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DOL’s Recent Administrator’s Interpretation Asserts “Most Workers Are Employees” Under the FLSA

on Thursday, 20 August 2015 in Labor & Employment Law Update: Sarah M. Huyck, Editor

In recent years, the Department of Labor’s (DOL) Wage and Hour division has focused much of its enforcement efforts at workers who have been misclassified as independent contractors rather than employees entitled to protections provided by the Fair Labor Standards Act (“FLSA”). Indeed, misclassification continues to be the single most investigated issue by the DOL, and since 2011, the agency has signed agreements with wage and hour state enforcement agencies in Colorado, California, Louisiana, Iowa, New York, Alabama, Florida, Wisconsin, Rhode Island, Kentucky, and most recently Idaho, as well as a Memoradum of Understanding with the Internal Revenue Service, all aimed at reducing such misclassification. Given this, the issuance of the DOL’s recent Administrative Interpretation (“AI”) on the subject came as little surprise.

The DOL’s July 15, 2015 AI emphasizes that the FLSA’s definition of “employ” is “defined with ‘striking breadth’” and that the “Supreme Court ‘has consistently constructed the [FLSA] liberally to apply to the furthest reaches consistent with congressional direction.’” While the agency recognizes that “independent contracting relationships can be advantageous for workers and businesses,” it cautions that “[m]isclassification also results in lower tax revenues for government and an uneven playing field for employers who properly classify their workers,” in addition to denial of “important workplace protections” for those workers who have been misclassified. The agency warns that “most workers are employees under the FLSA’s broad definitions” and that “[m]isclassification of employees as independent contractors is found in an increasing number of workplaces in the United States.”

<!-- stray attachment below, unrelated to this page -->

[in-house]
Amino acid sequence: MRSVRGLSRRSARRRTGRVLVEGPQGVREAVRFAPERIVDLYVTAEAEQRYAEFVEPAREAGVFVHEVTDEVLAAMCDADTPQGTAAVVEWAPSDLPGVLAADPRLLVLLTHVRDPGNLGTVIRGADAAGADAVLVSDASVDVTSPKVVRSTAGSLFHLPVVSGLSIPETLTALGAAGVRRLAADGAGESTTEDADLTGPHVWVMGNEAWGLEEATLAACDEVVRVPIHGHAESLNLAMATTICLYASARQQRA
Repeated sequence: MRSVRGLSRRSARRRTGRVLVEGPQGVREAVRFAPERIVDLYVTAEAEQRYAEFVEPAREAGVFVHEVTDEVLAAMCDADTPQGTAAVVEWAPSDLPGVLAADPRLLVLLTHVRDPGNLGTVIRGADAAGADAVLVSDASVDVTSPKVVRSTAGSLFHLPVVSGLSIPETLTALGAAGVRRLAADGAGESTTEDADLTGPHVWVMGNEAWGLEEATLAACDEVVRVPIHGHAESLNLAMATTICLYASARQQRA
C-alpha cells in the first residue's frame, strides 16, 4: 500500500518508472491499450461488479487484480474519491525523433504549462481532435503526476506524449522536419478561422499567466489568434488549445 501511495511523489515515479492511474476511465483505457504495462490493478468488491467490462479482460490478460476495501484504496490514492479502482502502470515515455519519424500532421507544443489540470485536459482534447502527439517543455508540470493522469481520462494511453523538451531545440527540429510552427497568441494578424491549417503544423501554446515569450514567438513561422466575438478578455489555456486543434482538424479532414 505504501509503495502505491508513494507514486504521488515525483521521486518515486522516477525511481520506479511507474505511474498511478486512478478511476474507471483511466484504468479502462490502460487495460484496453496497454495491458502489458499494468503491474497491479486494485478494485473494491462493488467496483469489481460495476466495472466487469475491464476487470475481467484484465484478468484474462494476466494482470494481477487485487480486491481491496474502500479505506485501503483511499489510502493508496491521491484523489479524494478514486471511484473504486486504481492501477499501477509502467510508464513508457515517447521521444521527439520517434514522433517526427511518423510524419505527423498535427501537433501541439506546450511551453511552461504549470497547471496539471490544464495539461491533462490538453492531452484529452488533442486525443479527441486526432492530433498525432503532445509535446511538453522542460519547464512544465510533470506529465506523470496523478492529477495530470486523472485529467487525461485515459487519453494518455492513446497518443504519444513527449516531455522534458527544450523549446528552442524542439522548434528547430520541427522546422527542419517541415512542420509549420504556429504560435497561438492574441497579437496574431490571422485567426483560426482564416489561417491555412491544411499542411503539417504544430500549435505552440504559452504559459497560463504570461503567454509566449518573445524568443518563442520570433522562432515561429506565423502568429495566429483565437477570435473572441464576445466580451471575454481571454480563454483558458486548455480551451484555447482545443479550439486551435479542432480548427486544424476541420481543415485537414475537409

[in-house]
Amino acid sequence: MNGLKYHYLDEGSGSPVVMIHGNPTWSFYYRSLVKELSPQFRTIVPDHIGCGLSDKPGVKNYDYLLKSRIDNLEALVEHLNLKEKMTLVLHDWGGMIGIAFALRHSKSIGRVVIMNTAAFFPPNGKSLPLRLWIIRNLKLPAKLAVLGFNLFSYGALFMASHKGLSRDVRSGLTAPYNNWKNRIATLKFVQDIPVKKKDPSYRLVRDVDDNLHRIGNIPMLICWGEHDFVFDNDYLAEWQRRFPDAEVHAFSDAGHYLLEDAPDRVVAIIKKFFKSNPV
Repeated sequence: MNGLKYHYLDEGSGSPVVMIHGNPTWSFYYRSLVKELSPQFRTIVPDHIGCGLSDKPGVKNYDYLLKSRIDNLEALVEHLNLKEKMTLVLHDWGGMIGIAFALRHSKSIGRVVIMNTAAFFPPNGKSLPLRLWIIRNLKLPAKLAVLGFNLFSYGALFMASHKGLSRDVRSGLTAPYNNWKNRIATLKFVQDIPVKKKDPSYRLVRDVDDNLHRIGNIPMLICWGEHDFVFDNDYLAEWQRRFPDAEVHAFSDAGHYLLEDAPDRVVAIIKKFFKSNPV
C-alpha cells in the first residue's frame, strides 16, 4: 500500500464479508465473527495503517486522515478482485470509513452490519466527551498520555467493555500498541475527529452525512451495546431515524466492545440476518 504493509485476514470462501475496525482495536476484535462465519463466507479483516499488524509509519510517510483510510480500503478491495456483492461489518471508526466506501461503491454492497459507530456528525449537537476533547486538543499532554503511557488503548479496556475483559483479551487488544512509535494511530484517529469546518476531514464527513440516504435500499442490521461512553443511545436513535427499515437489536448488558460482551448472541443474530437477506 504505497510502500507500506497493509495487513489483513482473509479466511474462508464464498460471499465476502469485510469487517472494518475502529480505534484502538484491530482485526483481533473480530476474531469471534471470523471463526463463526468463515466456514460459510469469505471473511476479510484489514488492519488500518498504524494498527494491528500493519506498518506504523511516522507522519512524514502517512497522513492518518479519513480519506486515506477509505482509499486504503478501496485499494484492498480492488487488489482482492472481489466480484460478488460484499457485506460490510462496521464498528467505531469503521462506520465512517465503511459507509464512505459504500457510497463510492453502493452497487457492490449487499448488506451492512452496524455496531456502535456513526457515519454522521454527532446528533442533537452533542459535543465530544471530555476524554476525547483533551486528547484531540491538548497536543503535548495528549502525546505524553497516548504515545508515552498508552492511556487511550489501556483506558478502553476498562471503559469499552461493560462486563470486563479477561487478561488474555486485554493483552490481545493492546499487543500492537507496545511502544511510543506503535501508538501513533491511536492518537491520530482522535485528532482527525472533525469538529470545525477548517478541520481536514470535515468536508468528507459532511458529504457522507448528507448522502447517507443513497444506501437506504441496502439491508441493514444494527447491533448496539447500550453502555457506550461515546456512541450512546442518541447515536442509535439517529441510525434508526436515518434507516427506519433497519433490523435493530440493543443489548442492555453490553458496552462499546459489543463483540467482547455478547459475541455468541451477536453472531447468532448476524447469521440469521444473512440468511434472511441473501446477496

In the AI, the agency then goes on to explain and provide analysis with respect to each of its “economic realities factors,” which courts have used in determining whether a worker is properly classified as an independent contractor. The DOL’s analysis on each of these factors includes citations to case law from across the country, as well as examples from the construction, nursing, publishing, and housekeeping industries. The DOL emphasizes that the “ultimate inquiry under the FLSA is whether the worker is economically dependent on the employer or truly in business for him or herself.

As mentioned above, nothing in this AI is particularly surprising. It is just another reminder of the DOL’s laser focus on the issue of independent contractor misclassification. The AI does provide some concrete examples that employers can use as a litmus test in determining the validity of their own decisions about which of their workers are to be treated as independent contractors.

Allison D. Balus

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